That changed in St-Pierre’s second year – she led the team to a silver medal at the national university championships. Thanks in large part to St-Pierre’s play, the Martlets earned bronze medals at the nationals in the next two years. In 2003, she was named Canada’s university female athlete of the year. Along the way, she set 60 new team records for goaltending and was named the club’s MVP four times.

Her stellar play at McGill caught the attention of the national women’s team and St-Pierre would become a key performer in multiple international competitions, helping Team Canada win three Olympic gold medals and five world championships. She was named the top female goalie at the Salt Lake City Olympics in 2002.

Over the course of 13 years with the national women’s team, St-Pierre’s goals-against average was an astoundingly low 1.17 and she is Team Canada’s all-time leader in wins (64) and shutouts (29).

She was also successful as a pro, earning a Clarkson Cup with the Montreal Stars (now known as Les Canadiennes) and being named the top goalie in the Canadian Women’s Hockey League three times.

These days, St-Pierre works as a regional coordinator for BOKS Canada, a national organization that collaborates with schools across the country to come up with programming to encourage kids to take part in physical activities. “It’s the perfect job for me,” says St-Pierre, who majored in kinesiology at McGill. “We’re finding ways to inspire kids to love physical activity.”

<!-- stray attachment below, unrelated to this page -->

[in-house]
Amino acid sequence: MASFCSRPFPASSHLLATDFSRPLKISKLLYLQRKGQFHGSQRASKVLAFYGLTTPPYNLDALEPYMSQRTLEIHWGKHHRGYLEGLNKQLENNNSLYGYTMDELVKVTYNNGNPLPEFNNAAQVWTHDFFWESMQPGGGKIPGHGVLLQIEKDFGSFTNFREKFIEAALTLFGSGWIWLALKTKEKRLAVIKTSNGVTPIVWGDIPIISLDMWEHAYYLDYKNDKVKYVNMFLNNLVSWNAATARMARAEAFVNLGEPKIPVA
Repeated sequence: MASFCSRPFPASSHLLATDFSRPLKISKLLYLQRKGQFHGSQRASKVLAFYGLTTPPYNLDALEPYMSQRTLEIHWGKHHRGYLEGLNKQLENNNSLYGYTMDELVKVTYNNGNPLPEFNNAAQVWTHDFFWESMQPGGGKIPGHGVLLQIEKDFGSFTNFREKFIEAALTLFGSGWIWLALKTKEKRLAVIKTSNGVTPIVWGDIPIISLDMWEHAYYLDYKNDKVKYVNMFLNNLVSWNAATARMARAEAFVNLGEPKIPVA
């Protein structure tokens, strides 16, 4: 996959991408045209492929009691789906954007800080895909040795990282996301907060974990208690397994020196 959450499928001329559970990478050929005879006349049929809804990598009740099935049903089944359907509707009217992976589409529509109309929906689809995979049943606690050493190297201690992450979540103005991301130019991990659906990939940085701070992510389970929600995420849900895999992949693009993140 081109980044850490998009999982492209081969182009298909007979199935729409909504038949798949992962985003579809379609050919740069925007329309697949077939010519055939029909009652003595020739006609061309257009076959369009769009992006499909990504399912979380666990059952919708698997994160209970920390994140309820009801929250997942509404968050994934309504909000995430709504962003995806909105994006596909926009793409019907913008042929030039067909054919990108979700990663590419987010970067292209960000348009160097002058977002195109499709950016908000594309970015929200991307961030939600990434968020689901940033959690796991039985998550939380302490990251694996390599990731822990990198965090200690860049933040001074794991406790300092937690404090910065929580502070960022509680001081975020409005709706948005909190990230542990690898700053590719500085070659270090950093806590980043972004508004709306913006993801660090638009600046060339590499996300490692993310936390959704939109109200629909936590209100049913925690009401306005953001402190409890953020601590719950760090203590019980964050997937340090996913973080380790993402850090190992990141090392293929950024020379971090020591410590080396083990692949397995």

To St-Pierre’s delight, her own sons, aged six and eight, are interested in sports. They’re also curious about why so many people have been talking to their mother and congratulating her in recent days.

“They’ve been asking me questions about why am I on TV so much lately. I’m so grateful that they’ll know what I was like as a goalie and what I was able to do.”

Her boys will accompany her during the official induction at the hall – and they might notice that one of her old hockey sticks is already there.

During her final year at McGill, St-Pierre spent part of the season with the men’s hockey team and made history when she became the first female goalie to win a Canadian university hockey game against men. The hall asked to display the stick to mark that accomplishment.

One more piece of evidence, courtesy of Kim St-Pierre, that hockey belongs to women too.